(CARSON CITY, Nev.) — Nevada is putting the pedal to the metal on those autonomous automobiles.
It was just two months ago that the state approved and set regulations that would allow self-driving vehicles on the state’s roadways. And on Tuesday, it announced that it has approved Google for the first testing license under the new rules.
Google, which was instrumental in pushing through the original legislation in Nevada, has been testing its very own self-driving automobile for a number of years on its campuses and other secret locations.
“It is the first license issued in the United States under new laws and regulations that put Nevada at the forefront of autonomous vehicle development,” the Nevada Department of Motor Vehicles said in a statement.
This now means that Google will be able to test its self-driving Toyota Priuses on the roads.
Other drivers will be able to tell self-driving cars apart by a red license plate, which features an infinity symbol on the left. Of course, they also will be able to tell the difference by the large scanning laser device on the top of the car.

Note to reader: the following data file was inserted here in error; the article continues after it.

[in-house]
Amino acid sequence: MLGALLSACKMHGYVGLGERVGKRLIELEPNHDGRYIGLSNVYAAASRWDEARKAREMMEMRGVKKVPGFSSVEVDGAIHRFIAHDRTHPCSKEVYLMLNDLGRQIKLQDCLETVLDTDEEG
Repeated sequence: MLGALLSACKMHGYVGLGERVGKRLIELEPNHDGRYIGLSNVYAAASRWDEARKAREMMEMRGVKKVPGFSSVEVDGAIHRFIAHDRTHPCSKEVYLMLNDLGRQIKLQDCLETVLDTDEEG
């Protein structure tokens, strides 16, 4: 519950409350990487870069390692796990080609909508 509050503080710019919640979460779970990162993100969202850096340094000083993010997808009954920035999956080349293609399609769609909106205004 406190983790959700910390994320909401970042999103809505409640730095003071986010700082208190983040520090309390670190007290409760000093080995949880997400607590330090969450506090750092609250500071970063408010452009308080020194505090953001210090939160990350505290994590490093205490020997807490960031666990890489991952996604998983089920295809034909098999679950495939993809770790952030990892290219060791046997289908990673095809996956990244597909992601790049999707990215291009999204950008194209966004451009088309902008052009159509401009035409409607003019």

While Google is the first to file for an application for a license in Nevada, other car manufacturers such as BMW and Audi are working on similar vehicles. The cars themselves use a mix of hardware and software to drive themselves.
Google maintains that the technology is not supposed to replace drivers, but rather help them. Instead of attempting to text while driving or change the GPS location, drivers can let the car do the work while they are distracted.
Nevada requires that two drivers be in the test cars now — a human back-up driver and a passenger. In the limited test program, however, Google is asking to exempt those back-up drivers from text messaging while driving laws.
Humans can always gain control of the car by taking hold of the wheel or stepping on the break.
While this is a big step in the future of the self-driving vehicle, we probably won’t be seeing these cars hitting prime time just yet. Google’s version is still in the prototype phase. General Motors has predicted the technology will be standard by 2020.
Copyright 2012 ABC News Radio
Doug Criss, CNN
Nate Eaton, EastIdahoNews.com
Kathryn Vasel, CNN